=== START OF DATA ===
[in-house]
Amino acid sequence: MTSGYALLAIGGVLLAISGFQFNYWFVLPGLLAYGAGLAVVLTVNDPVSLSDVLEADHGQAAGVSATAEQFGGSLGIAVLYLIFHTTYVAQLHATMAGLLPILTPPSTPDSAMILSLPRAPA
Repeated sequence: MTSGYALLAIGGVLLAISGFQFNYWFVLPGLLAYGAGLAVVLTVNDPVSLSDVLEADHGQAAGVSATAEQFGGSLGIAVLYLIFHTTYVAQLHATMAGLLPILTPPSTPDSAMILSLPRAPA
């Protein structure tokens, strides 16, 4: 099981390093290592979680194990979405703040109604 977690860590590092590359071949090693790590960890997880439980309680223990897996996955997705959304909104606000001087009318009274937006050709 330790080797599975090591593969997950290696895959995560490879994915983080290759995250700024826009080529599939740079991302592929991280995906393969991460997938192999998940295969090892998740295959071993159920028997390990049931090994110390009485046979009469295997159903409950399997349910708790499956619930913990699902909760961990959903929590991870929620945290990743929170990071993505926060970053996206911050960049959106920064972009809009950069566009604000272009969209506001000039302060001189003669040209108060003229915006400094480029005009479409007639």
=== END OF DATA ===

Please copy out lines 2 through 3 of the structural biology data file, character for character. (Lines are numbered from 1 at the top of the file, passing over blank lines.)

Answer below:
Amino acid sequence: MTSGYALLAIGGVLLAISGFQFNYWFVLPGLLAYGAGLAVVLTVNDPVSLSDVLEADHGQAAGVSATAEQFGGSLGIAVLYLIFHTTYVAQLHATMAGLLPILTPPSTPDSAMILSLPRAPA
Repeated sequence: MTSGYALLAIGGVLLAISGFQFNYWFVLPGLLAYGAGLAVVLTVNDPVSLSDVLEADHGQAAGVSATAEQFGGSLGIAVLYLIFHTTYVAQLHATMAGLLPILTPPSTPDSAMILSLPRAPA